- The very sharp recent rise in bond prices: Bonds have jumped so dramatically in the past few months, that they are now historically overvalued vs stocks based on yields. Moreover, assuming inflation picks up, and all indications now seem to support it, bonds and fixed-income are one of the worst possible places to be invested in. The question is: if so much money has already moved into bonds (and cash), where would it move now?
- The amount of rumored "still pending" write-offs from CDOs/SIVs (by some accounts 500B to 1T), now seems to be grossly overstated given the recent rate cuts and the new ARM reset picture. Millions are going to refinance, monthly payment streams are going to stabilize and CDOs should be more realistically rated, and marked to market. Most importantly: financial companies which are priced for doomsday's scenarios, will greatly benefit from low rates again.
- The extreme capitulation floor of Jan 22-23. Exchanges saw Advance/Decline ratios that were not seen for nearly 20-30 years (During the 1981 bear and 1987 crash). The 2002 and 2001 bottoms didn't even come close to the market internals extremes seen on Jan 22-23. The French Bank Societe Generale $73B position unwinding, right at the bottom, was very much like the bailing out of LTCM in 1998: a climatic event from which the markets went up and away and didn't look back for many months.
- The fact that financials have been leading this recovery in remarkable consistency and strength despite terrible news.
- There's one sector which is so written off, so unloved, that even I cannot bring myself to buy: the US home builders. And yet, even they are now up, big.
- There's still a huge amount of cash on the sidelines. Many hedge funds and momentum players who fled stock in the November to January period will have to get back in in the next several months. This is a lot of fuel to keep this rally going on for a long time.
So what am I doing?For the record:
- I'm getting close to 100% invested. I always keep some cash for the case a new opportunity presents itself.
- I'm already overweight financials, including 2010 out-of-the-money LEAPS on Citicorp (+WRVAF) which are up 43.28% (as of Jan 31) since my buy less than 2 weeks ago, I also hold Goldman Sachs LEAPS, and two financial ETFs: Leveraged US financials (UYG) and preferred financials (PGF) which pays a nice dividend too. I'm planning to dip into insurance companies (see below) which are now close to the low end of their historical valuations.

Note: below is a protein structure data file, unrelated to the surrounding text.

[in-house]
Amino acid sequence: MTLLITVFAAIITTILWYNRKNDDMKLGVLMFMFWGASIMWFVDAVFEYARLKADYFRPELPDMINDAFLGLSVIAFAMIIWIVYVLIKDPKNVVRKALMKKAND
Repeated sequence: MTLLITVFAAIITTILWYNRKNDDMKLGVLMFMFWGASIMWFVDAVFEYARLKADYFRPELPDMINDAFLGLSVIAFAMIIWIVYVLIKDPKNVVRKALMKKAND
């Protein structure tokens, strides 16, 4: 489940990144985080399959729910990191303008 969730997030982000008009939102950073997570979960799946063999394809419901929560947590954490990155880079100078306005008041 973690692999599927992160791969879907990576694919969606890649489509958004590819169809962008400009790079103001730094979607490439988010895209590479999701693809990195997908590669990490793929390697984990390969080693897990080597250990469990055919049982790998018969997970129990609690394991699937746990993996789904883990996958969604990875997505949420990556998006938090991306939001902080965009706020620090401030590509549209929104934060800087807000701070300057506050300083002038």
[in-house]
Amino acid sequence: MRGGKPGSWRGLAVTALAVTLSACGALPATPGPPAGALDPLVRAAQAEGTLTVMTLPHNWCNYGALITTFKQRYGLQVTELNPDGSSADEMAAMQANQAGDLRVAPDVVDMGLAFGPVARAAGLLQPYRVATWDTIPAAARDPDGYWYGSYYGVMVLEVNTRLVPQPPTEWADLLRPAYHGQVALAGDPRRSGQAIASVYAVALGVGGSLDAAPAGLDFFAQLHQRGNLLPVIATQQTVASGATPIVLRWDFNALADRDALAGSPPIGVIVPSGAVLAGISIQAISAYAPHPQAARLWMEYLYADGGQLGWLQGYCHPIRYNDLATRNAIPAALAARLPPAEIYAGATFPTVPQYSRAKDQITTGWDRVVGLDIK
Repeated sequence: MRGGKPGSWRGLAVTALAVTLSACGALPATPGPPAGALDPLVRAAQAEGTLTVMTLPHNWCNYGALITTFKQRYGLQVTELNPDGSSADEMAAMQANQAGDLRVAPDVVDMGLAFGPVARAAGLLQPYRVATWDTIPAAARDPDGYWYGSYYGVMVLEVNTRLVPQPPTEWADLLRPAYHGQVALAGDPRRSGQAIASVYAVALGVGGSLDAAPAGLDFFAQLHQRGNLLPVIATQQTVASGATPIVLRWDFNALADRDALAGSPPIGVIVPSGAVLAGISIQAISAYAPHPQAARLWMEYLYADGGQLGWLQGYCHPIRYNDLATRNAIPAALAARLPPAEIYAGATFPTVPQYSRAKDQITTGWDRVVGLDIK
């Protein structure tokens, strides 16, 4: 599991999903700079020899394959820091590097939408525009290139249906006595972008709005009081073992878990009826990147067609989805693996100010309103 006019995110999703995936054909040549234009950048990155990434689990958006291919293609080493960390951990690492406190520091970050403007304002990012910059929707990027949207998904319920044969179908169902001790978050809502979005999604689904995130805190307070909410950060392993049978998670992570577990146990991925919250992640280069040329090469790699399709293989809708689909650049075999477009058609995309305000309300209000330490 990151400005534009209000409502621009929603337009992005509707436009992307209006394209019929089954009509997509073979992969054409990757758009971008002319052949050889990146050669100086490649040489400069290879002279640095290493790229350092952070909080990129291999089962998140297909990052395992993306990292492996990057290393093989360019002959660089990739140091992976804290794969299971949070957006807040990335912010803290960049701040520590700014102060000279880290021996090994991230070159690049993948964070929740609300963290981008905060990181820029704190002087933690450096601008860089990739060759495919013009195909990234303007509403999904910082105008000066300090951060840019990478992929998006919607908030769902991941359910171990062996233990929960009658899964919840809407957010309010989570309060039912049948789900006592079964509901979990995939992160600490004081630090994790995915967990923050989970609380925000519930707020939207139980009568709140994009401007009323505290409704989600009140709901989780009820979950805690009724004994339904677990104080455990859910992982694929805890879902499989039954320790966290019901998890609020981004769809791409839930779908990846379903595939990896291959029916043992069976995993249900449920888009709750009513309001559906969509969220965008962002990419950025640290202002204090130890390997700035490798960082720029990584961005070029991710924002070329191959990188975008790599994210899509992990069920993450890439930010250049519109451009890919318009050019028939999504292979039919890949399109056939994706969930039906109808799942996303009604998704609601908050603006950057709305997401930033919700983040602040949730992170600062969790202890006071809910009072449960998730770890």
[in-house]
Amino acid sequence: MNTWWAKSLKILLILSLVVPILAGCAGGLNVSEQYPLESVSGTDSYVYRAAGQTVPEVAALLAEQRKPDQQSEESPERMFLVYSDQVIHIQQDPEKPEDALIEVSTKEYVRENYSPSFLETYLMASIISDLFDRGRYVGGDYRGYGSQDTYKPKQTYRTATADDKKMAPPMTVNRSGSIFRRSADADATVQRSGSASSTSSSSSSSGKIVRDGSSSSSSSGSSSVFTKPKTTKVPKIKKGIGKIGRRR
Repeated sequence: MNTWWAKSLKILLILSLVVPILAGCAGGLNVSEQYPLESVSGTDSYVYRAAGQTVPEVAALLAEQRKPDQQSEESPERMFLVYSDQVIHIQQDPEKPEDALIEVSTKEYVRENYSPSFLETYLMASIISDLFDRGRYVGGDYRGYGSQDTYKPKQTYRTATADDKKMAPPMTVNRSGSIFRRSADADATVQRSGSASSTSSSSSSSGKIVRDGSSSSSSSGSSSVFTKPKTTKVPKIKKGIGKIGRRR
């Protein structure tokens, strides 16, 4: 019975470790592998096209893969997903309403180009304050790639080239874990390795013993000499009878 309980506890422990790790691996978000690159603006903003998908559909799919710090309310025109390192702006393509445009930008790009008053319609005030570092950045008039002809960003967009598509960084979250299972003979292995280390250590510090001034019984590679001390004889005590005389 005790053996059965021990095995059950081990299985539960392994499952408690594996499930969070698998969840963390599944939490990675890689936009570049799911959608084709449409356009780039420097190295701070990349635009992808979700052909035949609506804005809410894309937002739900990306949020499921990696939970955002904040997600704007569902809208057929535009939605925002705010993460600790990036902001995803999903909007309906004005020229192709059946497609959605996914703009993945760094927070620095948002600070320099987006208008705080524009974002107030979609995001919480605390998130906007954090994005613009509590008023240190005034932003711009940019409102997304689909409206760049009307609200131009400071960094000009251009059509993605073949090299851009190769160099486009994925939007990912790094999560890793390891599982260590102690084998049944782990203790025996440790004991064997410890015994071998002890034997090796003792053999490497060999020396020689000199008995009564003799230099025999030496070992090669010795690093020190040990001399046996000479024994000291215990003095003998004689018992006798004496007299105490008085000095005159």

- I'm overweight U.S. and avoiding Europe as long as their central banks stay behind the curve and the slowdown keeps spreading globally.
- Long-term bottoms are usually turning points in market preferences. I think the large cap growth run is now over, so:
- I'm overweighting small cap over large cap.
- I'm overweighting value over growth
Some ETFs to consider:
Leveraged ETFs (Feel braver? I would buy these on dips only):
- IWN iShares Small cap value
- IWS iShares Mid cap Value
- IAK iShares Dow Jones US Insurance
- PIC PowerShares Dynamic Insurance
- PGF PowerShares Financial Preferred
- IYG iShares Dow Jones US Financial Services
- UVU ProShares Ultra Russell MidCap Value
- UVT ProShares Ultra Russell 2000 Value
- UYG ProShares Ultra Financials (Note: up over 25% from the bottom already)
Lucky in 2007This is too good to be true, but my semi-neglected Marketocracy portfolio is now ([updated] as of this writing, Jan 31, 2008) over 16% ahead of the S&P500 for the past 12 months. Maybe more surprisingly, it is now way ahead of the m100 average (best 100 portfolios on Marketocracy).
This wouldn't be so good in itself, but its beta vs the S&P500 is down to 0.37.
With all due humility, in my best dreams I couldn't have imagined such out-performance with such low volatility. I'm attributing this to luck in making two recent calls:
Luck can come and go. I made some mistakes too. I was two weeks early covering my leveraged ETF shorts. I should have waited for the cataclysmic capitulation. My record is by no means long enough to feel too good about it yet. This past 2 months record is not very likely to be repeated soon. I'm still working on the skill vs luck part.
- Calling the recent sharp downturn early (Nov 2007)
- Betting on leveraged financials and semis at the recent bottom (Jan 22-23 2008)
As always, every investor should make up their own decisions. The above is an approximate description of what I'm doing in my own portfolio, and is not a solicitation to buy or sell anything. Any feedback, question, request, criticism etc. is very welcome.